Security is a critical concern around the world, whether it’s the
challenge of protecting ports, airports and other critical national
infrastructure, or protecting wildlife/forests and fish, or suppressing crime in urban areas. In many of these cases, limited security resources
prevent full security coverage at all times; instead, these limited
resources must be scheduled, avoiding schedule predictability, while
simultaneously taking into account different target priorities, the
responses of the adversaries to the security posture and potential
uncertainty over adversary types.
Computational game theory can help design such unpredictable security
schedules. Indeed, casting the problem as a Bayesian Stackelberg game,we
have developed new algorithms that are now deployed over multiple years
in multiple applications for security scheduling: for the US coast guard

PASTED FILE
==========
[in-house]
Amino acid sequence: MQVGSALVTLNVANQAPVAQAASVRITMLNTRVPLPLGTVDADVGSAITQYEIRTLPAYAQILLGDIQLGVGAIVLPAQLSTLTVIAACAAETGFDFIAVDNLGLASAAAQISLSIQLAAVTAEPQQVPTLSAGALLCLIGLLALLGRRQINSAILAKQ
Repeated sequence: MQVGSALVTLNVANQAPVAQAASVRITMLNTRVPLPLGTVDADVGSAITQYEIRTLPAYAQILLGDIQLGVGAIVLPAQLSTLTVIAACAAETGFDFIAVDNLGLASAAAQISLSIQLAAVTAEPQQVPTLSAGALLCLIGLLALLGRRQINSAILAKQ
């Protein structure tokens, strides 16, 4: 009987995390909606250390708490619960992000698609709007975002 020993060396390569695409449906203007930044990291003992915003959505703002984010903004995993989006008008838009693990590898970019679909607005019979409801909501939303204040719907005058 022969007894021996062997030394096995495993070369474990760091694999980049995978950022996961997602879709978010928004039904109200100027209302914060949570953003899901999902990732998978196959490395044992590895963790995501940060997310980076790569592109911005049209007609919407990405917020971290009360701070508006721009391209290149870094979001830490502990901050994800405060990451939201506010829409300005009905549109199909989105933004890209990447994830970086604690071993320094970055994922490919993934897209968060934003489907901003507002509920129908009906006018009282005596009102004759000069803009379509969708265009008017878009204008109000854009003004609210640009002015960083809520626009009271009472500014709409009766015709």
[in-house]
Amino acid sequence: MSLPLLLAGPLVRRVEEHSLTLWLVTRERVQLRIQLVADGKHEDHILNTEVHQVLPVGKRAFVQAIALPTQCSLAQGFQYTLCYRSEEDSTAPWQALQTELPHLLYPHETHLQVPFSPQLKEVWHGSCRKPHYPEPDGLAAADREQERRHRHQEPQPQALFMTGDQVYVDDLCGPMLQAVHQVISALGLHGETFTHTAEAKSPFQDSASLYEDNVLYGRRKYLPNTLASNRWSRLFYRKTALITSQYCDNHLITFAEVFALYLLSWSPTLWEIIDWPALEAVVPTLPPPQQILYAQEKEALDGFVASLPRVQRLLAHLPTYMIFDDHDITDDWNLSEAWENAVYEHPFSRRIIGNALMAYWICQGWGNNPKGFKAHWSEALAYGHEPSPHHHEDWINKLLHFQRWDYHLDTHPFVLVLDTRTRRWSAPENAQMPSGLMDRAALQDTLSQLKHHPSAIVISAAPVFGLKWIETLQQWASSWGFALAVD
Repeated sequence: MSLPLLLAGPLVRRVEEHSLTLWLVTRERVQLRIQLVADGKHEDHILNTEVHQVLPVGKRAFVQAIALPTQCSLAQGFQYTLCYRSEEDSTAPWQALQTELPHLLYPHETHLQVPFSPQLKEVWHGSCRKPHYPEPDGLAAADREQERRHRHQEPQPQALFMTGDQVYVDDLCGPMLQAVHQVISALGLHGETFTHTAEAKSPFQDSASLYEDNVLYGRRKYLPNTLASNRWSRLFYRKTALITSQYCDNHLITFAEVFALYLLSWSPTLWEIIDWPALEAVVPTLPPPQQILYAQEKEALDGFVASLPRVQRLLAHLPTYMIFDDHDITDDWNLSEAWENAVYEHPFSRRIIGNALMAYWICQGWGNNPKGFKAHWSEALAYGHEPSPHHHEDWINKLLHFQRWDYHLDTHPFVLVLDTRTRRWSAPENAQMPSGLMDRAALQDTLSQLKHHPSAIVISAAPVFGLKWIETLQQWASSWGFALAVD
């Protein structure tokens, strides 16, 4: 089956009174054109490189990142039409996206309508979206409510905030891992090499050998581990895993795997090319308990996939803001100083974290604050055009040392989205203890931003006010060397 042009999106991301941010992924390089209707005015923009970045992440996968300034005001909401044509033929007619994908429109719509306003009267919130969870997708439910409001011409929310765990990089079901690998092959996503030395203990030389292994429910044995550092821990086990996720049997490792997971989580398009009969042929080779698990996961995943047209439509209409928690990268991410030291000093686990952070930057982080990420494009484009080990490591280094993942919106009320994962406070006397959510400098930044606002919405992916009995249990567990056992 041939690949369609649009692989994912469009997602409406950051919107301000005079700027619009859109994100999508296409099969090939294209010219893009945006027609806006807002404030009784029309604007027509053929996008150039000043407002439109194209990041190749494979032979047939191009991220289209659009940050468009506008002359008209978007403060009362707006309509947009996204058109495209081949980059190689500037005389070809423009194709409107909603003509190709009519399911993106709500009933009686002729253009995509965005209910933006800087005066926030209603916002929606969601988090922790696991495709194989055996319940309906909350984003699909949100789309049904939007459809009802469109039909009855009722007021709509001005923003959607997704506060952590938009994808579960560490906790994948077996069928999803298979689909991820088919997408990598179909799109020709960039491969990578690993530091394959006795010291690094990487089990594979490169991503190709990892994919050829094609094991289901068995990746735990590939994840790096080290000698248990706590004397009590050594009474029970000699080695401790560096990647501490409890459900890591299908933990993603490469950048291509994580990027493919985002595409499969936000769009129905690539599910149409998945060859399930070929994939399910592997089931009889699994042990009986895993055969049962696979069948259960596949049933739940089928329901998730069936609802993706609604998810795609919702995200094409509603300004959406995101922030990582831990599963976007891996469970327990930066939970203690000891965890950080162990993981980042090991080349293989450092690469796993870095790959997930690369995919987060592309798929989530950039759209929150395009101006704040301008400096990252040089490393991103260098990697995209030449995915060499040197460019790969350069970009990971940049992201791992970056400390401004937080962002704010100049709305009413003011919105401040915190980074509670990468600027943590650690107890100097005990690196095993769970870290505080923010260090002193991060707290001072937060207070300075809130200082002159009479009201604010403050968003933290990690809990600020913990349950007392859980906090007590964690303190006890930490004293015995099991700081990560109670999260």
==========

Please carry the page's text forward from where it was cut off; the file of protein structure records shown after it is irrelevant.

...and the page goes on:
in Boston and New York (and now getting deployed at other ports), for the Federal Air Marshals(FAMS), for the Los Angeles Airport Police, with the Los Angeles Sheriff's Department for patrolling metro trains, with further applications under evaluation for the TSA and other agencies. These applications are leading to real-world use-inspired research in the emerging research area of “security games”; specifically, the research challenges posed by these applications include scaling up security games to large-scale problems, handling significant adversarial uncertainty, dealing with bounded rationality of human adversaries, and other interdisciplinary challenges. I will provide an overview of my research's group's work in this area, outlining key algorithmic principles, research results, as well as a discussion of our deployed systems and lessons learned.